This was the real Victorian hypocrisy; at least, this was the real falsity of the Victorian claim. They did to some extent pose to their children and grandchildren as the traditionalists. But they had in fact been the great anti- traditionalists; and it was their time that destroyed a thousand traditions. They did sometimes quote Horace or Virgil about hearth and altar, but there was never any flame upon their altar, even if there were a dying fire upon their hearth. They did sometimes talk about household gods, as if their houses had been full of holy images. But in truth it was they, and not their children, who were the iconoclasts. Nineteenth century England had destroyed the last legends of the fireside, long before twentieth century England had a chance of feeling the full poetry of the legend. The Philistines were the images breakers; they shattered the household gods and the patron saints. Puritanism combined with Industrialism threw away the Lares and Penates like the disused dolls of a dead infancy and went on to what was counted the manhood of the moderns; with what results we see today And so completely did they dry up that fountain of fairy-tales which flows from China to Peru, that I shall now probably be charged with uttering a "paradox", because I say something so self-evident as that it is homestead, and the inner chamber, that is the dwelling place of Imagination.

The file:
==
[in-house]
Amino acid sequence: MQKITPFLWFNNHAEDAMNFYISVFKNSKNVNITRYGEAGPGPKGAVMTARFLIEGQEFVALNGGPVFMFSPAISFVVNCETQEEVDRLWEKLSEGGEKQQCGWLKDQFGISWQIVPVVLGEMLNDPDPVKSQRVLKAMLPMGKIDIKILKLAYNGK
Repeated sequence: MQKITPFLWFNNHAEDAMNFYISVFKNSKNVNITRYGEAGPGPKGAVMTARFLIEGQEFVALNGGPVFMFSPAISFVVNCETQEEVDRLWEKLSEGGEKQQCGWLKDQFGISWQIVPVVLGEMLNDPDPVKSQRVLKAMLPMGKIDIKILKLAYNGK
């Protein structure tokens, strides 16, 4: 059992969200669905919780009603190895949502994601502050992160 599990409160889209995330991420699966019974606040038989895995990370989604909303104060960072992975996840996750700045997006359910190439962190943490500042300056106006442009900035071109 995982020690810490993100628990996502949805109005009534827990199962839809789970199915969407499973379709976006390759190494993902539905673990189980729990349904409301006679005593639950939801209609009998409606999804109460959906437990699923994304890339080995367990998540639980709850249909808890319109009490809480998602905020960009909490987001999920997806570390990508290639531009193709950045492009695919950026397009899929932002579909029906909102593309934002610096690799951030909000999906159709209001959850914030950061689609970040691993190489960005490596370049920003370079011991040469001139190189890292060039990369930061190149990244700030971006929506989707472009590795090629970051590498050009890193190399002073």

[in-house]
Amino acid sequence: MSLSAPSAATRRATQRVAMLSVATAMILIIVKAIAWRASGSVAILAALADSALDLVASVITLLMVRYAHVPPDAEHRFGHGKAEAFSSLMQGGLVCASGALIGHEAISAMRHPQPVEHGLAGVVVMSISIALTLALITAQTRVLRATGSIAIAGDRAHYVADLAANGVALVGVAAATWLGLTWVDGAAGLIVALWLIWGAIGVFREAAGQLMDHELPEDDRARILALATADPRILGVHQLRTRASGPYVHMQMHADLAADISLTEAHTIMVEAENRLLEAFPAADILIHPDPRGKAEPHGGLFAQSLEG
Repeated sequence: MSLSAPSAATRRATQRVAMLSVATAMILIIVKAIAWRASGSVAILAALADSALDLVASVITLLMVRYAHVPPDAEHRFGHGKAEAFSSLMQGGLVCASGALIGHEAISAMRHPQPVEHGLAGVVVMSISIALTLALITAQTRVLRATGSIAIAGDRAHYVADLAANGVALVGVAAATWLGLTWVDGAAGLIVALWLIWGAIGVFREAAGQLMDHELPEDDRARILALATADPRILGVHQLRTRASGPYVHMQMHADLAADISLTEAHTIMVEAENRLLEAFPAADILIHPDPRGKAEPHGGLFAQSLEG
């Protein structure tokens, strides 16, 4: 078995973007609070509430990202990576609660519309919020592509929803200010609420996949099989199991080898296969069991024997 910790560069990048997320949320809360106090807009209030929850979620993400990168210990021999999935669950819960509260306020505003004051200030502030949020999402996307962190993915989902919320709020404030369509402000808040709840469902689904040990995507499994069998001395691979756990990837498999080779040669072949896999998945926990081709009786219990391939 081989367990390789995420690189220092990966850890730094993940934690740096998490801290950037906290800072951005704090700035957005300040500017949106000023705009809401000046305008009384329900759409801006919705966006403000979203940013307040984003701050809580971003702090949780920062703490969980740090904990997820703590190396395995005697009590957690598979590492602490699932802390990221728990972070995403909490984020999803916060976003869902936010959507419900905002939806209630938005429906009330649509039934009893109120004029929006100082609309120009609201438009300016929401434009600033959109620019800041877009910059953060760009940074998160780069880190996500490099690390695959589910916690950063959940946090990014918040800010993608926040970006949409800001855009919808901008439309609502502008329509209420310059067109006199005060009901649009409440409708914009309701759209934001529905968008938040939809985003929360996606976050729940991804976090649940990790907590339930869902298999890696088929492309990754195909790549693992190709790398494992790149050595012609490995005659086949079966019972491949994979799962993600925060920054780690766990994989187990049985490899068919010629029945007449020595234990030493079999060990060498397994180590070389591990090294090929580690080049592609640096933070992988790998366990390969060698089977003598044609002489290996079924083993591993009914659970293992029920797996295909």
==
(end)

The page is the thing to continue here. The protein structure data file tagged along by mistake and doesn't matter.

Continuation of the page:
The generation in revolt fled from a cold hearth and a godless shrine. That is the historical fact that is really hidden by both sides in this controversy. It is supposed that they revolted against what their elders called religion and they called superstition; against what their elders called domesticity and they called drudgery. But those elders were not really religious; they were not even really domestic. This was notably the case in the middle classes, which puffed themselves out with preposterous spiritual pride about its domesticity. It actually had the impudence to talk about French immorality; when the French sense of the family was twenty times stronger than ours. We had our own special merits of sport and adventure; but we were definitely undomestic as compared with nearly everybody else. We exiled all our children to boarding-school; and thought any boy a milk-sop who admitted any affection for his mother. The chief reason for regarding a Frenchman as a fool (a thing essential to self-respect of other nations) was that he confessed to a certain respect for his mother. It was from this sort of chilly and half-inhabited house that the modern rebels escaped to conduct their revels in hotels and night-clubs. Someday I shall aflectionately explain to them what fools they are for doing anything of the sort.